Main Content

Solve Predator-Prey Equations

This example shows how to solve a differential equation representing a predator/prey model using variable step size Runge-Kutta integration methods. The ode23 method uses a 2nd and 3rd order pair of formulas for medium accuracy, and the ode45 method uses a 4th and 5th order pair for higher accuracy.

Consider the pair of first-order ordinary differential equations known as the Lotka-Volterra equations, or predator-prey model:


The variables x and y measure the sizes of the prey and predator populations, respectively. The quadratic cross term accounts for the interactions between the species. The prey population increases when no predators are present, and the predator population decreases when prey are scarce.

Code Equations

To simulate the system, create a function that returns a column vector of state derivatives, given state and time values. The two variables x and y can be represented in MATLAB® as the first two values in a vector y. Similarly, the derivatives are the first two values in a vector yp. The function must accept values for t and y and return the values produced by the equations in yp.

yp(1) = (1 - alpha*y(2))*y(1)

yp(2) = (-1 + beta*y(1))*y(2)

In this example, the equations are contained in a file called lotka.m. This file uses parameter values of α=0.01 and β=0.02.

type lotka
function yp = lotka(t,y)
%LOTKA  Lotka-Volterra predator-prey model.

%   Copyright 1984-2014 The MathWorks, Inc.

yp = diag([1 - .01*y(2), -1 + .02*y(1)])*y;

Simulate System

Create an ode object to define the problem and initial conditions. Use an initial condition of x(0)=y(0)=20 so that the populations of predators and prey are initially equal. Specify that the ode23 solver should be used. Then use the solve method to simulate the system over the time interval 0<t<15.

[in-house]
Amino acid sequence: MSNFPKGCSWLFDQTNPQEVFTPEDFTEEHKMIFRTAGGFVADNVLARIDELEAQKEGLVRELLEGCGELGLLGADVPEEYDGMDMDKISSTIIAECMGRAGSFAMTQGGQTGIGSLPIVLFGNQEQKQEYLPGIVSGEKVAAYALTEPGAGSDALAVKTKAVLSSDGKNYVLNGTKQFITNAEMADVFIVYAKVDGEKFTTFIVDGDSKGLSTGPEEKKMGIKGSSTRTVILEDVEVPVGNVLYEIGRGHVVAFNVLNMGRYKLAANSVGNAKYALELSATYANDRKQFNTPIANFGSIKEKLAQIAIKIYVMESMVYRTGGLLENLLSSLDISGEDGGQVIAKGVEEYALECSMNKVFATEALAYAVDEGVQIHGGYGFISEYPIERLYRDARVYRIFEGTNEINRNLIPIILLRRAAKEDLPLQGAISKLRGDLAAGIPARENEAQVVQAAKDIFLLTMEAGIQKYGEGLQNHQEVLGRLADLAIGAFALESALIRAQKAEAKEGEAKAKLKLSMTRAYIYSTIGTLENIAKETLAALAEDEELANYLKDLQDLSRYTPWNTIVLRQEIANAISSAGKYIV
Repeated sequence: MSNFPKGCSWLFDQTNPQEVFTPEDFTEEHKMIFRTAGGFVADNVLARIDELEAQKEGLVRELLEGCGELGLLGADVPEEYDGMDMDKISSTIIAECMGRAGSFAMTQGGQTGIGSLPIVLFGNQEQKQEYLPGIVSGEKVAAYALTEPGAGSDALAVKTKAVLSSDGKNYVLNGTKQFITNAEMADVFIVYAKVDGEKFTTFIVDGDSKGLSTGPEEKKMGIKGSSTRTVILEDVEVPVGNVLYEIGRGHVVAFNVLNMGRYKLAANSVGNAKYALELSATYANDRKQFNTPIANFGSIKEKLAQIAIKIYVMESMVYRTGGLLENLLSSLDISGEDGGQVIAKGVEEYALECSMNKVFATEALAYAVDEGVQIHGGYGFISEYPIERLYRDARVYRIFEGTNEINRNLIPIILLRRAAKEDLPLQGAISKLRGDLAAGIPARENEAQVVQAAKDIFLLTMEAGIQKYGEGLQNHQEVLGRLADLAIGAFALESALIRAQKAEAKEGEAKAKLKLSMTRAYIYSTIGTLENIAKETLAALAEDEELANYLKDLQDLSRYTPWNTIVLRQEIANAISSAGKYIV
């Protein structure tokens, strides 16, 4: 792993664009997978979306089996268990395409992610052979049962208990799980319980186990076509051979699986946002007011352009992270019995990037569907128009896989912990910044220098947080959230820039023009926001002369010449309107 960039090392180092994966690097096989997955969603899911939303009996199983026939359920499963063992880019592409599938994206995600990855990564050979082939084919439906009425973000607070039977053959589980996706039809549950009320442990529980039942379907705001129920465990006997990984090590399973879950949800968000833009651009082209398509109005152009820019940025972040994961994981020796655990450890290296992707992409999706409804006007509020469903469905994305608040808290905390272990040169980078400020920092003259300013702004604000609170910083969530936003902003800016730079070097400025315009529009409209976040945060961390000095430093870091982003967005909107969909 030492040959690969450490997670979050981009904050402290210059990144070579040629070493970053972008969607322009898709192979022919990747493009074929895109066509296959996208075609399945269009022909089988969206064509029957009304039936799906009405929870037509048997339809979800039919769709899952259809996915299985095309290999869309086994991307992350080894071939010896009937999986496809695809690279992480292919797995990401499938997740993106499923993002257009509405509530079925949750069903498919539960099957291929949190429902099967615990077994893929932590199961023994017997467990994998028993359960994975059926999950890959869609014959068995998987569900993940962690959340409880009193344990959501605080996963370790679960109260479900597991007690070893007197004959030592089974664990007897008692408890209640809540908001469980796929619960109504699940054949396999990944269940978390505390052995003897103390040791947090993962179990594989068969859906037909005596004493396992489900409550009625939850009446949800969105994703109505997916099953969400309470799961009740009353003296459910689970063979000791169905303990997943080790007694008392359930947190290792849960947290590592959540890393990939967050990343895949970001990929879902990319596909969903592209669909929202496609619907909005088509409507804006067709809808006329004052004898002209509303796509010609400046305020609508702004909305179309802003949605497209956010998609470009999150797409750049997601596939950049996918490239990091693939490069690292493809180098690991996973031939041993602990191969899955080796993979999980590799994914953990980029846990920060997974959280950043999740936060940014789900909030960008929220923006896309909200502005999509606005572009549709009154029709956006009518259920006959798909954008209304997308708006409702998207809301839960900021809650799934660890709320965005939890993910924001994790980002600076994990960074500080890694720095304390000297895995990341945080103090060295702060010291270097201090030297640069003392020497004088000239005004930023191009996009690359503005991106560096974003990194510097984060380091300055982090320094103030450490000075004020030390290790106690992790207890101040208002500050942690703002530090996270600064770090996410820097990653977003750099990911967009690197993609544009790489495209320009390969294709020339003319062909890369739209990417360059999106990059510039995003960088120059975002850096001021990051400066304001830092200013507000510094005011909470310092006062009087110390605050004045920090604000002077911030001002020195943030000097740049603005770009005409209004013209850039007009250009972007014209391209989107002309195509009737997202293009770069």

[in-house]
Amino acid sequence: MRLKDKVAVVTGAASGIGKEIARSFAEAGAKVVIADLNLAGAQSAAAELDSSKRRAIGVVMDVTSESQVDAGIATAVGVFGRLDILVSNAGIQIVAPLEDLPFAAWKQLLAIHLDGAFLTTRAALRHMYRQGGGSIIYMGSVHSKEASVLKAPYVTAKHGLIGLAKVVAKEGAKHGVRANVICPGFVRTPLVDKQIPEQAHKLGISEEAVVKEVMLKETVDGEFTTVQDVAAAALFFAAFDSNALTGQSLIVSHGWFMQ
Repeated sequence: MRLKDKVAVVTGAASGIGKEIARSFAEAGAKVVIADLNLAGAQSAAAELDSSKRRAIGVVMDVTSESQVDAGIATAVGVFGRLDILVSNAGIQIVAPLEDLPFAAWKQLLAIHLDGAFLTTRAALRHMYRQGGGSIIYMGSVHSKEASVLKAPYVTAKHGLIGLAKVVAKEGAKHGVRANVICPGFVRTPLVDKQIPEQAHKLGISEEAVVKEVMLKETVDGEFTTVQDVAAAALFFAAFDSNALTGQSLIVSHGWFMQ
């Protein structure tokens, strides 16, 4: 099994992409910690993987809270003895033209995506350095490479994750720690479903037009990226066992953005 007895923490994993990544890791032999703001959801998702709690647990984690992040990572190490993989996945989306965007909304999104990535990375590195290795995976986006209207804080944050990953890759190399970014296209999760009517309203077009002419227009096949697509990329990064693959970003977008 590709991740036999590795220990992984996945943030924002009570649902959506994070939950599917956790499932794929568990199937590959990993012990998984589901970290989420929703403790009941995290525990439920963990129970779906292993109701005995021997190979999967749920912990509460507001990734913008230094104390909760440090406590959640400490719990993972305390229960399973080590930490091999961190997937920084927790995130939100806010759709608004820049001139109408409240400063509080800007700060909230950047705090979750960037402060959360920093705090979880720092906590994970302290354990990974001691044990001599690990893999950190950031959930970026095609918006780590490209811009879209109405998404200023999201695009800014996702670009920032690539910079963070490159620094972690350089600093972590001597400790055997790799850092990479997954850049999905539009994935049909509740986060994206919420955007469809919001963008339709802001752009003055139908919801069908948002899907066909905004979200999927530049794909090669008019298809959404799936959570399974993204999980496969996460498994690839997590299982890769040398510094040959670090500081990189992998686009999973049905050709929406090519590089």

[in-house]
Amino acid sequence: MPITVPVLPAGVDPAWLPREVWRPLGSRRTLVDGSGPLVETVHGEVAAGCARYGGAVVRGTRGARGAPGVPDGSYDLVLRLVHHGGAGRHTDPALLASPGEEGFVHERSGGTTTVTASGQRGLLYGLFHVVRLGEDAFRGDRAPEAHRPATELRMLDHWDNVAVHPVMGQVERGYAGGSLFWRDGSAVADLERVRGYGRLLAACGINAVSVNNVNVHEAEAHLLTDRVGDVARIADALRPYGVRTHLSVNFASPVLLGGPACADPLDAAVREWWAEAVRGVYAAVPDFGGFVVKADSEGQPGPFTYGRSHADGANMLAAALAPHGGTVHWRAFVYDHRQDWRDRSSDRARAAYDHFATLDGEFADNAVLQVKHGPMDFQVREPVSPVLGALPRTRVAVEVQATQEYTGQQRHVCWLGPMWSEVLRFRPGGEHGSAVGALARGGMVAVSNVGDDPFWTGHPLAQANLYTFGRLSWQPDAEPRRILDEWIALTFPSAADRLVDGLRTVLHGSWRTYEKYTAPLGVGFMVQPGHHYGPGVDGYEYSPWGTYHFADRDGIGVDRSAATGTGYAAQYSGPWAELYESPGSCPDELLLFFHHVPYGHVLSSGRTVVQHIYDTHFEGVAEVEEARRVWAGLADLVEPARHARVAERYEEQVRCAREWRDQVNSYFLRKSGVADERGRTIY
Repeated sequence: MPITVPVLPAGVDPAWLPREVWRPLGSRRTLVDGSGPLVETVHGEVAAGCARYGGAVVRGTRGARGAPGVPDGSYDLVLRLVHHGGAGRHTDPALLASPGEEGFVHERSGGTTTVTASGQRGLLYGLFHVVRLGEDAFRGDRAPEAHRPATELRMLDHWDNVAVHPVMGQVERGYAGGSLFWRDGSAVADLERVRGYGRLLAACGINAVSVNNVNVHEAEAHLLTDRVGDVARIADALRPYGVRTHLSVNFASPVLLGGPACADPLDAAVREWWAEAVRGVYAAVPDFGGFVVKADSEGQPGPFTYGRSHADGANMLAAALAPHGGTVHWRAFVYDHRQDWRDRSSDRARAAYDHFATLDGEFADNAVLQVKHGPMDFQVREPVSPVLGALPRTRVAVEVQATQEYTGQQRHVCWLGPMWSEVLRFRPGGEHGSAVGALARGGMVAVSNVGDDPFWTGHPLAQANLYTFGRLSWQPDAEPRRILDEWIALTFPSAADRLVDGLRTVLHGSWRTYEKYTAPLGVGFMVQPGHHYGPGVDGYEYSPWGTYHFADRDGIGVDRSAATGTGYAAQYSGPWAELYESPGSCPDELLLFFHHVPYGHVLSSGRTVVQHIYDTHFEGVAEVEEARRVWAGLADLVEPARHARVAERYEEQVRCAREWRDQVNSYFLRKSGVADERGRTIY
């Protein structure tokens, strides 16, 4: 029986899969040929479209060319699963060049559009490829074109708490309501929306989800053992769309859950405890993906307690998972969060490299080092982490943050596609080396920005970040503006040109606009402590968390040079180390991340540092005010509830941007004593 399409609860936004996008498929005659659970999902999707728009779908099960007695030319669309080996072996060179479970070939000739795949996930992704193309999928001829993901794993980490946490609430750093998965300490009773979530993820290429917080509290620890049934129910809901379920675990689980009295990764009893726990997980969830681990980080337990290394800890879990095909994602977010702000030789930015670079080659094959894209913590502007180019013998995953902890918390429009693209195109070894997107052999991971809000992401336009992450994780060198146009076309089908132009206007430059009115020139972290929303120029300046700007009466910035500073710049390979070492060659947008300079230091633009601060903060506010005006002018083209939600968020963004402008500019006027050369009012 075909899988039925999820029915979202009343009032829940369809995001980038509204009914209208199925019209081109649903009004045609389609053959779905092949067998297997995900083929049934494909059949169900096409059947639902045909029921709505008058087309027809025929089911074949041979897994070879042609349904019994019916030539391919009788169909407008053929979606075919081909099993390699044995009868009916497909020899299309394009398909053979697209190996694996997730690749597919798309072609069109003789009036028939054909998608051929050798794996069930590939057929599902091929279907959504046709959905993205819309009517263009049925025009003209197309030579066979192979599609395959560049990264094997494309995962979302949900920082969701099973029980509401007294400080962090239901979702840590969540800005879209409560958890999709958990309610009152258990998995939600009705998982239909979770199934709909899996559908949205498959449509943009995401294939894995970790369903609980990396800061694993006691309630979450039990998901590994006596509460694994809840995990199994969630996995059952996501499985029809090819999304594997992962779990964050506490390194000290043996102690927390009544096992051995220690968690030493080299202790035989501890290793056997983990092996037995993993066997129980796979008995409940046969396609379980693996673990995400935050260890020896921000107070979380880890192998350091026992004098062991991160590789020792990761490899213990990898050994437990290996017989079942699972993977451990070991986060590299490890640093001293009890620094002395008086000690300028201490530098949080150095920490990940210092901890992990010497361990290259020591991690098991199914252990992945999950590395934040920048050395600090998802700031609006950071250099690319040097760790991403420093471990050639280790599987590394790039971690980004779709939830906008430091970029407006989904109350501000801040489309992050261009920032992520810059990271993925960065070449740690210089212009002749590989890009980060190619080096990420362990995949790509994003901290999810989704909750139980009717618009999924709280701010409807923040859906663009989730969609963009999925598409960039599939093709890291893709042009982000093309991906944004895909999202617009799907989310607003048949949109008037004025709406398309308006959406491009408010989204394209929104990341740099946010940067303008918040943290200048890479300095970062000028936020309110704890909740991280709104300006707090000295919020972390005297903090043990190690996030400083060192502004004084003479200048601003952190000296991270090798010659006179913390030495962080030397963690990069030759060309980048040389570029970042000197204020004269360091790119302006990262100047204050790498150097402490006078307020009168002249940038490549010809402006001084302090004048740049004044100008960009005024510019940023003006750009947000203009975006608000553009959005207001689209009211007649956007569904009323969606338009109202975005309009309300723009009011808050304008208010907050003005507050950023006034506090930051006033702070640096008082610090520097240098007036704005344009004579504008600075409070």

y0 = [20; 20];   
F = ode(ODEFcn=@lotka,InitialValue=y0,Solver="ode23")
F = 
  ode with properties:

   Problem definition
               ODEFcn: @lotka
          InitialTime: 0
         InitialValue: [2x1 double]

   Solver properties
    AbsoluteTolerance: 1.0000e-06
    RelativeTolerance: 1.0000e-03
               Solver: ode23

  Show all properties

t0 = 0;
tfinal = 15;
S = solve(F,t0,tfinal);
t = S.Time;
y = S.Solution;

Plot Results

Plot the resulting populations against time.

title("Predator/Prey Populations Over Time")

Now plot the populations against each other. The resulting phase plane plot makes the cyclic relationship between the populations very clear.

title("Phase Plane Plot")
xlabel("Prey Population")
ylabel("Predator Population")

Compare Results of Different Solvers

Solve the system a second time using the ode45 solver, instead of ode23. The ode45 solver takes longer for each step, but it also takes larger steps. Nevertheless, the output of ode45 is smooth because by default the solver uses a continuous extension formula to produce output at four equally spaced time points in the span of each step taken. (You can adjust the number of points with the Refine name-value argument of the solve method.) Plot both solutions for comparison.

F.Solver = "ode45";
S2 = solve(F,t0,tfinal);
t2 = S2.Time;
y2 = S2.Solution;

title("Phase Plane Plot")

The results show that solving differential equations using different numerical methods can produce slightly different answers.

See Also


Related Topics